If there are depths left in a soul, if a person has not traded himself to win at the superficialities of worldly success, then the castle-keeps within will be invested by deepest suffering.
And when we are squeezed at our core, it is as if we have become all solar plexus and dealt such a blow we can but feel death: "There is a hidden anguish which is inaudible to men."
In the second matins reading for the day, Saint Augustine exegetes Psalm 38, and shows again his profound sensitivity to the pain of the world, thus vindicating God in the only possible theodicy: one that emphasizes the divine empathy.
"[W]hen a man's heart is so taken up with some particular concern that the hurt inside finds vocal expression, one looks for the reason. And one will say to oneself: perhaps this is what causes his anguish, or perhaps such and such has happened to him. But who can be certain of the cause except God, Who hears and sees his anguish? Therefore the psalmist says: 'In the anguish of my heart I groaned aloud.' For if men hear at all, they usually hear only bodily groaning and know nothing of the anguish of the heart from which it issues."
God the Father always hears our sighs and screams. And He answers with His crucified Word.
We need to know this, for otherwise we will be tempted to close our hearts to protect ourselves from the pain of the world. And that means extinguishing the fiery desire of our hearts. This happens in two modes: 1) the parodies of desire in which love is usurped by a desire to dominate, and 2) the common "religious option" of playing everything safe when it comes to intimacy and passionate openness to the world.
Either way, the Father's Word of Love is spurned. If we are to respond to the Father's total love for us, our desire must be infinitized, not deformed or suppressed.
If the suffering of our hearts is felt by God, it is because Being Itself is Love. And our hearts suffer because they want love above all, and cannot find it.
The correlate of the God on fire with love for us must be a humanity on fire with love for Him and for every neighbor:
"Who then knows the cause of man's groaning? 'All my desire is before You.' No, it is not open before other men, for they cannot understand the heart; 'but before You is all my desire.' If your desire lies open to Him Who is your Father and Who sees in secret, He will answer you."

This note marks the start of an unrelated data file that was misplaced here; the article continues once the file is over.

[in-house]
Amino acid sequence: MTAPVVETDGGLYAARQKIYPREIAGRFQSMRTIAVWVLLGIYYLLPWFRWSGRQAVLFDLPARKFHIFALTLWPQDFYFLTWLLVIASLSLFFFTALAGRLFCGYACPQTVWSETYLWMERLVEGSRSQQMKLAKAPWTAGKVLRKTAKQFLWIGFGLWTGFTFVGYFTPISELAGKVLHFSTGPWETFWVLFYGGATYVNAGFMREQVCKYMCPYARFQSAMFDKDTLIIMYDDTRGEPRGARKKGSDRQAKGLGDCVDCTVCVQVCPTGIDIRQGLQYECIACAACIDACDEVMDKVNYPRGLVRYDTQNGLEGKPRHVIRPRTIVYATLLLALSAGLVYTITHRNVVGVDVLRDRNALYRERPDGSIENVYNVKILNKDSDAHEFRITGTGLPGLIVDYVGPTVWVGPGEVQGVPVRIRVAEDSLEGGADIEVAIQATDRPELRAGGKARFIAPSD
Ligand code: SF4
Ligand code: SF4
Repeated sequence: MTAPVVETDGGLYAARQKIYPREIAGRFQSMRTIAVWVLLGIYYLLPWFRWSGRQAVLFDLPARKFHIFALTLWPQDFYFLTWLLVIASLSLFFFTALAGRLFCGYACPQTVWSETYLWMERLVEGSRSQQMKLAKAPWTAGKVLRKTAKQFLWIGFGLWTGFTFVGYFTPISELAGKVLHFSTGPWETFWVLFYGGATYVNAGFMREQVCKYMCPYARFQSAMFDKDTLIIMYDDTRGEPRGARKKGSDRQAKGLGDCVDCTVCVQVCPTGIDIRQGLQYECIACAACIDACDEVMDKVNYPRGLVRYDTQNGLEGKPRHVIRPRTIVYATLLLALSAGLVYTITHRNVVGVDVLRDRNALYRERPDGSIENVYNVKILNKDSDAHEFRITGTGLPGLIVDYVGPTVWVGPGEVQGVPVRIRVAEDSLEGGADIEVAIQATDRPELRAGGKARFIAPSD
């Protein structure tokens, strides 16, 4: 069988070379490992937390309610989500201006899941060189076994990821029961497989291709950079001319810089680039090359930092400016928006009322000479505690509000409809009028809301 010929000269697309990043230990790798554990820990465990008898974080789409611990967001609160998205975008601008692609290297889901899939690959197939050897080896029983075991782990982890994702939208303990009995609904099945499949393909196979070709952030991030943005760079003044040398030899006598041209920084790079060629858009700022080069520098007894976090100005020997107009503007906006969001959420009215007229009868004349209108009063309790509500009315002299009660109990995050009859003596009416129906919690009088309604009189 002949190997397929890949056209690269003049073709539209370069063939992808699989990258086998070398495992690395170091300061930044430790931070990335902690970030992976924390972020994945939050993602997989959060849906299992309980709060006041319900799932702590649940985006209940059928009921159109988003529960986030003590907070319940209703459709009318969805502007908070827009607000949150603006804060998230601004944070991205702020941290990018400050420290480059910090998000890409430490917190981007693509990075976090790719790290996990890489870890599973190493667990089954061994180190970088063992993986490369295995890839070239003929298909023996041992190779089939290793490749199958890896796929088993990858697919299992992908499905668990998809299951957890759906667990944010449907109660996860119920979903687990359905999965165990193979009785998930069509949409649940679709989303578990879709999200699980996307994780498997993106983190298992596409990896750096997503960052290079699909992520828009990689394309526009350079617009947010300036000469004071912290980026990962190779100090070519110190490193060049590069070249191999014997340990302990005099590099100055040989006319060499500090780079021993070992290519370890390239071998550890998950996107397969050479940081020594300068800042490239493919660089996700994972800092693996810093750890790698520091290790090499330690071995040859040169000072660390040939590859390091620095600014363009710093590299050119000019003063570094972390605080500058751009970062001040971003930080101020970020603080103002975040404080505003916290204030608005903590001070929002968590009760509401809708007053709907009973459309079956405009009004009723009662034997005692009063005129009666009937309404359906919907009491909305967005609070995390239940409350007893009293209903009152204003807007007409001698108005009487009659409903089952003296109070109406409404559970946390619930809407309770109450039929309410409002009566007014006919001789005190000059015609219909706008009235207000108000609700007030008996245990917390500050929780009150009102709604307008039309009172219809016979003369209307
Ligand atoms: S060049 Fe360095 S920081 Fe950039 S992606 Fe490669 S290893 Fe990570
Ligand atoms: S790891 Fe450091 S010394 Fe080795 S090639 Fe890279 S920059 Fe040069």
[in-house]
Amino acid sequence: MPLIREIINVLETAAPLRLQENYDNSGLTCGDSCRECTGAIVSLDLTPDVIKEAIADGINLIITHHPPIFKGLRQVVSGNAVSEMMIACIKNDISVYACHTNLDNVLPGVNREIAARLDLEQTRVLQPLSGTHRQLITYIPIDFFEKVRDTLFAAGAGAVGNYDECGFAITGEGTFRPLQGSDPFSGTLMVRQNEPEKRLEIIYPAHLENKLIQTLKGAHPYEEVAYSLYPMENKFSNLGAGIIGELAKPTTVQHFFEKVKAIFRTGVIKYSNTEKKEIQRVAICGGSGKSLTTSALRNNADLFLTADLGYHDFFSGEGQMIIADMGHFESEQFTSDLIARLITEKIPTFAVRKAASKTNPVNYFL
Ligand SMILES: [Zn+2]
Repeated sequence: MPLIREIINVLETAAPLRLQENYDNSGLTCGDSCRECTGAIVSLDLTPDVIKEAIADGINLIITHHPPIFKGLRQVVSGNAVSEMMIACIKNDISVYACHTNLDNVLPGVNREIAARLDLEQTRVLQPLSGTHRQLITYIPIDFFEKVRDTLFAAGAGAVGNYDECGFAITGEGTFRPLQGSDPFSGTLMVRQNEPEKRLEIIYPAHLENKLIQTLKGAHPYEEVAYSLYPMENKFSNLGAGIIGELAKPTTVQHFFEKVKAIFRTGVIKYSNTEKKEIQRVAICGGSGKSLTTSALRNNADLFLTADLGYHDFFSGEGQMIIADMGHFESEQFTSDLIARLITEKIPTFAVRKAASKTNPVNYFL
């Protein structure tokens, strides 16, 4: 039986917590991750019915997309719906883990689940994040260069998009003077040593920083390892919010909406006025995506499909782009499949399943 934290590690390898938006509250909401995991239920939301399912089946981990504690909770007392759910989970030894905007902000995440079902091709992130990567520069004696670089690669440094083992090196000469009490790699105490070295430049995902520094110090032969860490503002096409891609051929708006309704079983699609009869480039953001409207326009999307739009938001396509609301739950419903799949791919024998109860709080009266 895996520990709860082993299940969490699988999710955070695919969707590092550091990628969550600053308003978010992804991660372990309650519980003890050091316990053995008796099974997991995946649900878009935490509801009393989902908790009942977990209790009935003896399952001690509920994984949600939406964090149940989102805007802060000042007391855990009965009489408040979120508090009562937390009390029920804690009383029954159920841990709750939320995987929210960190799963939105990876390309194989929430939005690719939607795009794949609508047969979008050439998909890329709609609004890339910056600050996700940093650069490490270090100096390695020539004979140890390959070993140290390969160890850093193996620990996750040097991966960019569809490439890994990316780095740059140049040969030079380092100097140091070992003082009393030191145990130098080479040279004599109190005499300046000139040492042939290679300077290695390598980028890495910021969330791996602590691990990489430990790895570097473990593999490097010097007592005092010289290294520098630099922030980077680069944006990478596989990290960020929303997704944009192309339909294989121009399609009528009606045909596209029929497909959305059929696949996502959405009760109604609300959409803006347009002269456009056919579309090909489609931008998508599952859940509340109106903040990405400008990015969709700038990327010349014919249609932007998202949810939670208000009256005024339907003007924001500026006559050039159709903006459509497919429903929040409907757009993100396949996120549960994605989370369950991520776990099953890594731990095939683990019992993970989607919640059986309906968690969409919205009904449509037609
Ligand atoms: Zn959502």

So begins the conversation, the whispered urgencies of new love, the ladder between heaven and earth, sustaining the world: prayer.
"For the desire of your heart is itself your prayer. And if the desire is constant, so is your prayer. The Apostle Paul had a purpose in saying: 'Pray without ceasing.' ...Whatever else you may be doing, if you but fix your desire on God's Sabbath rest, your prayer will be ceaseless."
Saint Augustine brings this to a point in a magnificent line: "Therefore, if you wish to pray without ceasing, do not cease to desire."
The only alternative to ever-increasing desire, to the sublimities by which love in its newness continues to be new, is to close one's heart, to grow cold and sink wordlessly from the heaven of desire:
"The constancy of your desire will itself be the ceaseless voice of your prayer. And that voice of your prayer will be silent only when your love ceases. For who are silent? Those of whom it is said: 'Because evil has abounded, the love of many will grow cold.'
"The chilling of love means that the heart is silent; while burning love is the outcry of the heart. If your love is without ceasing, you are crying out always; if you always cry out, you are always desiring; and if you desire, you are calling to mind your eternal rest in the Lord."
I want to conclude by bringing Saint Augustine into conversation with Rilke on this point, whose first Duino Elegy famously begins:
“Who, if I screamed, would hear me in the angelic/orders? Even should one take me/to his heart suddenly, I would evaporate/in his more powerful existence. For beauty is nothing/but the beginning of terror, which we barely endure,/and we marvel because it calmly disdains/to destroy us. Every angel is terrifying.”
It is hard to be open to beauty. It means being open to the pain of the world. It is terrifying. It destabilizes our personal homeostasis. It costs far more than the world considers "prudent."
And yet. If we would enter into the conversation that binds heaven and earth, the luminous commerce of prayer, then we must scream out of a heart wounded and bleeding. Thus we will find that an ancient and ever-new Love has always encompassed everything. Then our hearts will bloom in the desert. And desire will make the world light with the lightsomeness of first love. And we will rise.